Miami Beach Community Church Controversy: Developer Donated $500,000 Before Key Vote

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Touzet Studios
A rendition of what the clothing store will look like when the courtyard is gone
A miracle. A blessing. A prayer answered by god. That is what Miami Beach Community Church leaders call a plan to replace the congregation's historic courtyard with a clothing store. The $100 million deal will save the struggling church, they say, and help ensure it's longterm future.

But preservationists and even some parishioners say newly appointed church leaders have misled their flock, lied to the city, and sold their souls for silver. Most damning of all: allegations that a developer donated $500,000 to the church the day before the congregation voted on the deal.

"The whole thing just stinks," says Neal Deputy, a former MBCC board member who is among those now pressing the city to nix the deal. "The new leadership has taken the church constitution and thrown it in the garbage."

See also: Miami Beach Community Church Is Considering Leasing Its Courtyard For as Much as $100 Million

The small, white church is a rare reminder that South Beach was once swamp and sand. It was founded by the famous developer Carl Fisher at the behest of his wife, Jane. According to her autobiography, the couple were strolling along Lincoln Road - back then little more than a path amongst the mangroves - around Christmastime 1919 when Jane decided the nascent community needed a church.

"Where in hell do you want your church?" Carl asked. When Jane deferred to her husband, he plunged a stick into the ground and said: "This is as good a place as any."

Miami Beach Community Church
A photo from MBCC's HPB application
For almost a century, the church's courtyard has been home to Christmas trees, Easter egg hunts, and bake sales. But Deputy says things began to change when H.E. Thompson was appointed pastor in October 2012.

"I did not vote for him because I knew it was going to be trouble," Deputy says.

An architect and realtor, Deputy had been in charge of the church's restoration since 1996. He had raised $1.5 million and upgraded the building's plumbing, electrical, and fire sprinkler systems. But he was also a fierce defender of the church courtyard.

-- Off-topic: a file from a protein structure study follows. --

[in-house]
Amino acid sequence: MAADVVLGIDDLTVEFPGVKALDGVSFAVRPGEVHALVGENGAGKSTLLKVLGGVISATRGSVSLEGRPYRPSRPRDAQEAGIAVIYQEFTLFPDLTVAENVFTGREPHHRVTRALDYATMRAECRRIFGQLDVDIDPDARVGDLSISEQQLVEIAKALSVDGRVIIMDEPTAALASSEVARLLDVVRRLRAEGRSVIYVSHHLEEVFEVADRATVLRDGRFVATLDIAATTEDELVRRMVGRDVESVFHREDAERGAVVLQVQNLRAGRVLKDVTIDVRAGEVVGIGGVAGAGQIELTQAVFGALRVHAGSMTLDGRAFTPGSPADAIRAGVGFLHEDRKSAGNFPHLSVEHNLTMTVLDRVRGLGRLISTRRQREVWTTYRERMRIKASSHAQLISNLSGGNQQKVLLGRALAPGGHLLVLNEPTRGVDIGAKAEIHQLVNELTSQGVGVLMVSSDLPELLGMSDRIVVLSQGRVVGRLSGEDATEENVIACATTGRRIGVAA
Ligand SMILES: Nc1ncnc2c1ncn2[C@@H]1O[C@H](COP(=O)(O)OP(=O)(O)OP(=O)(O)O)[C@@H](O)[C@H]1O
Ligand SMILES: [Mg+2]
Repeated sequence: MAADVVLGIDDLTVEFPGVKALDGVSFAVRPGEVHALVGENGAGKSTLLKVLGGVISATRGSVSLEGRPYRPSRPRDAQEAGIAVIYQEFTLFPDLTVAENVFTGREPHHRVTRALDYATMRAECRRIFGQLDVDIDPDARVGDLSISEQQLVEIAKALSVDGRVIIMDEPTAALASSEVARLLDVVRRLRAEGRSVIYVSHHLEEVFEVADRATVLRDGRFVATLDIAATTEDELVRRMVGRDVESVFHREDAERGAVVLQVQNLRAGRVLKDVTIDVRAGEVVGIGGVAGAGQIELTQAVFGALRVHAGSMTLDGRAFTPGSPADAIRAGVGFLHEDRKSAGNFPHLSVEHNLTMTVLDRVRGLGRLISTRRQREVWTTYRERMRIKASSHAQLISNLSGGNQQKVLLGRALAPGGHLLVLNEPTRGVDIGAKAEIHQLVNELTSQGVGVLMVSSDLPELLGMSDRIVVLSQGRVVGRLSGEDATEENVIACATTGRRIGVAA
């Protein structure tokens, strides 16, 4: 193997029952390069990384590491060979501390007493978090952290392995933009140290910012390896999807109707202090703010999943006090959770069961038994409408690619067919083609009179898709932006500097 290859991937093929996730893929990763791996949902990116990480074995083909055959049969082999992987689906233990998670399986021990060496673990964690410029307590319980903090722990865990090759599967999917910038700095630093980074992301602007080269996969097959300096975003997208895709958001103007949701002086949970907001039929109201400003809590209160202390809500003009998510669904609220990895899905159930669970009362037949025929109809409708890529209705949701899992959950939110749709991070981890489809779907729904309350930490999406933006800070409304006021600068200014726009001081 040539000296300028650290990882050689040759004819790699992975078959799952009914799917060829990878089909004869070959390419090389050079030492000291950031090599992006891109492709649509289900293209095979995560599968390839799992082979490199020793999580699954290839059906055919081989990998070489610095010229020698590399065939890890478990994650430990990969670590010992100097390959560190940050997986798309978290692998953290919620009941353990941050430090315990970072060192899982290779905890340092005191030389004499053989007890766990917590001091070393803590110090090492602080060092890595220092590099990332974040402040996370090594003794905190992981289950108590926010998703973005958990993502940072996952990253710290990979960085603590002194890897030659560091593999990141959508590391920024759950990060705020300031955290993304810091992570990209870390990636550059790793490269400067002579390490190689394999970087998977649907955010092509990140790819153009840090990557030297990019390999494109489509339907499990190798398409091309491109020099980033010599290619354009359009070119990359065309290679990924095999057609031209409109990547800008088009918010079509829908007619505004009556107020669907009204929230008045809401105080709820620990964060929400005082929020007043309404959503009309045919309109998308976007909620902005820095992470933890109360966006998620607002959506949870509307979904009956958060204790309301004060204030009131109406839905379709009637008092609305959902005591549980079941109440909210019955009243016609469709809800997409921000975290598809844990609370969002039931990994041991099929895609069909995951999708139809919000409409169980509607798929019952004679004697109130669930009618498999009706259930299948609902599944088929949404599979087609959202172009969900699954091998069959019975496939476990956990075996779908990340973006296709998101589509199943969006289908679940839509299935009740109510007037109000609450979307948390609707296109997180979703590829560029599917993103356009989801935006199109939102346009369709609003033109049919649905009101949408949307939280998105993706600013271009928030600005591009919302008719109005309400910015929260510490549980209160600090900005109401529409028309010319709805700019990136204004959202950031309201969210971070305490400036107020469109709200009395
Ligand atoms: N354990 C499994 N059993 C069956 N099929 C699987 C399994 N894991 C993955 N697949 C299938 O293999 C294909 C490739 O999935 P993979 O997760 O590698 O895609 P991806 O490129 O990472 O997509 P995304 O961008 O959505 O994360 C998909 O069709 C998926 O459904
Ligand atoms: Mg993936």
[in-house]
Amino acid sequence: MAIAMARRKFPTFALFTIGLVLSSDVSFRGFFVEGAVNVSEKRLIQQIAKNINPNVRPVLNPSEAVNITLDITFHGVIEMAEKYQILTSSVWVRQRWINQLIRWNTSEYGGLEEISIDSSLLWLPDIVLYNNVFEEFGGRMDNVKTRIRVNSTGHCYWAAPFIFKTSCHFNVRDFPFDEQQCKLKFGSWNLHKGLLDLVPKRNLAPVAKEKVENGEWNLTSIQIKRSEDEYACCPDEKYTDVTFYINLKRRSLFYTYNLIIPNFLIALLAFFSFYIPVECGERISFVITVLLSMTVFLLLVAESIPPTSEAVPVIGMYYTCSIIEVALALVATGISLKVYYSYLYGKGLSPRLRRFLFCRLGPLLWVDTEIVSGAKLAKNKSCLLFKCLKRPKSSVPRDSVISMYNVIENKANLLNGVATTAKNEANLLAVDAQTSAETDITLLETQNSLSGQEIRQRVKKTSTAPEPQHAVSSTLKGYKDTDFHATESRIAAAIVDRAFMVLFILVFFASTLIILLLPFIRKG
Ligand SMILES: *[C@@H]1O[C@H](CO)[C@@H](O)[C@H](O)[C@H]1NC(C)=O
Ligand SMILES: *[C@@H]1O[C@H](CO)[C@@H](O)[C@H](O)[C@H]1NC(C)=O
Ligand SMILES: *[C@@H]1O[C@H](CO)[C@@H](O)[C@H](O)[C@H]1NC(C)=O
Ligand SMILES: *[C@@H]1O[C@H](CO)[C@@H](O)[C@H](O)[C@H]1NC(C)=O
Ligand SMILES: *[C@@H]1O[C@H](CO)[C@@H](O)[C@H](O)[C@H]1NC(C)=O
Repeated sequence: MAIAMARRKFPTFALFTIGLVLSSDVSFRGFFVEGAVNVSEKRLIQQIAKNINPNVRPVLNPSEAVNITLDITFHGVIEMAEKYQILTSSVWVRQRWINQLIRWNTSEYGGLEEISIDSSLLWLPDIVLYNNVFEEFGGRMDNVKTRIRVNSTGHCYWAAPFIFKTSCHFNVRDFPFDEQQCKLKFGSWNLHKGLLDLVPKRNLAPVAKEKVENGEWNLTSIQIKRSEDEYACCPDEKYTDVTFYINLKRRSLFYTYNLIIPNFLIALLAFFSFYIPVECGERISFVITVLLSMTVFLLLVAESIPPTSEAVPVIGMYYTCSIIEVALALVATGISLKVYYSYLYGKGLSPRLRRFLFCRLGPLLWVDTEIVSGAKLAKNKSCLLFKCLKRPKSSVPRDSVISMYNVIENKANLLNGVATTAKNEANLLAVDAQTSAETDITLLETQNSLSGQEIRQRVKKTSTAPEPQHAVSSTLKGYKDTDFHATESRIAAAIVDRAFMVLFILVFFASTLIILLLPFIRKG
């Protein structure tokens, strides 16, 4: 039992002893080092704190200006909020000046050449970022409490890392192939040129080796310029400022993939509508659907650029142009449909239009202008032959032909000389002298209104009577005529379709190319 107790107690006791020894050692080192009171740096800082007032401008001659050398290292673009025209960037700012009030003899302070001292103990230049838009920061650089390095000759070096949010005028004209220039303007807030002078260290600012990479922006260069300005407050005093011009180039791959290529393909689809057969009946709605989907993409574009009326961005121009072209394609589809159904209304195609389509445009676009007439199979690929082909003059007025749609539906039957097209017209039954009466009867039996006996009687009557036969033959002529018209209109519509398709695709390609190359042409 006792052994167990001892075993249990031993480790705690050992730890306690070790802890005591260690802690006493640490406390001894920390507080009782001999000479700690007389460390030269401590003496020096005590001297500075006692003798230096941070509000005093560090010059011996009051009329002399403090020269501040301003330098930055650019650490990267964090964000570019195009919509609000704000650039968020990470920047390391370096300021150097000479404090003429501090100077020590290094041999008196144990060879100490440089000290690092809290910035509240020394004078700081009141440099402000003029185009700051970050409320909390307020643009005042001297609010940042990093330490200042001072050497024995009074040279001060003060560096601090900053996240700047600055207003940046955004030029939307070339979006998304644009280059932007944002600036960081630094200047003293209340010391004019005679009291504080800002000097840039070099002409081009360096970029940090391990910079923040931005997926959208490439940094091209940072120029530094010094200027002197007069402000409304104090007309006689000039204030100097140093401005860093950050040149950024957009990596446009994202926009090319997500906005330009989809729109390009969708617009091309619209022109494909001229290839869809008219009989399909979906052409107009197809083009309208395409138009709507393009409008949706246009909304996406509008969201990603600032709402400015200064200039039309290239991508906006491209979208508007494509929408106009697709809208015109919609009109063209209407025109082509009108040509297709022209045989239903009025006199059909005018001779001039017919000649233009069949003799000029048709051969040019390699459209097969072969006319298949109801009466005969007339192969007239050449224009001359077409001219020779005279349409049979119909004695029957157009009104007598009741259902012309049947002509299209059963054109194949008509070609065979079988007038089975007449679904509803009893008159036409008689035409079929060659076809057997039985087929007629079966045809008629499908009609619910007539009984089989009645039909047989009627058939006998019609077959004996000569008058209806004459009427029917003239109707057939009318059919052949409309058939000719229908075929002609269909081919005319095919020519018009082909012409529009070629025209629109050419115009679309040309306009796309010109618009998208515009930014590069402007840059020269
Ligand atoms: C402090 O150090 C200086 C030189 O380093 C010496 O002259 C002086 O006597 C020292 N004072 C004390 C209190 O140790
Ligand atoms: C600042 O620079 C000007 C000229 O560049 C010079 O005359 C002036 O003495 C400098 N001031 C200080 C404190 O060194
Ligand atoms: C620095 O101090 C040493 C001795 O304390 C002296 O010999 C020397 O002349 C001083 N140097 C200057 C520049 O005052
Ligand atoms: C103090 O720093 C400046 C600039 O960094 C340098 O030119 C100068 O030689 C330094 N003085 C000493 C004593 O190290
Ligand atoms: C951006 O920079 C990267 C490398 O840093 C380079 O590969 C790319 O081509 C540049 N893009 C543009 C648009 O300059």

"For a while there it seemed like every month someone came trying to sell the church on building a bar or a nightclub or a clothing store in the courtyard," he says. "Every year we didn't have to sell something to a developer we celebrated."

But the new pastor didn't seem to share his passion. Deputy soon found himself disinvited from board meetings. Finally, on December 16 of last year, he read in New Times that Thompson and MBCC's board of directors were considering leasing the courtyard to a developer for $100 million.

The next day, Deputy received a notice from the church for an "educational meeting" that Saturday. When he showed up, he found Thompson standing next to developer David Edelstein.

The pastor announced Edelstein had donated $500,000 to the church. Then the TriStar Capital executive laid out his plan to pay up to $100 million to transform the courtyard into a clothing store. The next day, the congregation overwhelmingly approved the deal.

"Half a million dollars would color some votes, I would think," Deputy says.

(Edelstein did not return requests for comment. The church declined to comment on the $500,000 donation.)

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My Voice Nation Help

uhhh this illustration appears A BIT WRONG. the church has a much deeper set back. therefore, the church will be more in the shade than shown, it is at a different height as well. this just looks wrong to me. the steps look diminutive too... i don't like falsities like this.

Carlos R. Fernández
Carlos R. Fernández

The congregation voted to lease the land where the courtyard currently sits. It's their land and their decision. If they feel they need the funds to keep their church open, then they should do what they feel they must do. I don't attend services there but I am aware that membership has been low. The congregation and the denomination are staunch advocates for social justice issues.

DRAKEMALLARD.0 topcommenter

Yet, their entire political system is based upon bribery. Who can bribe and give the most money to the politician and now, thanks to our illustrious Supreme Court that ruled that corporations have the same right as individuals and that money is free speech, well, we're now being inundated with so much money from the corporations buying the Democrats and Republicans

Julio Diaz
Julio Diaz

I can hear it now," I'm human I'm not perfect". I will say, and the fat lady has sung. I hope New Times would do a story on churches that are FOR PROFIT and NON PROFIT. You would be amazed.

Tony Prieto
Tony Prieto

You whored your 100 year old church built by Fisher, for a few bucks. I'm sure God is so proud of you.

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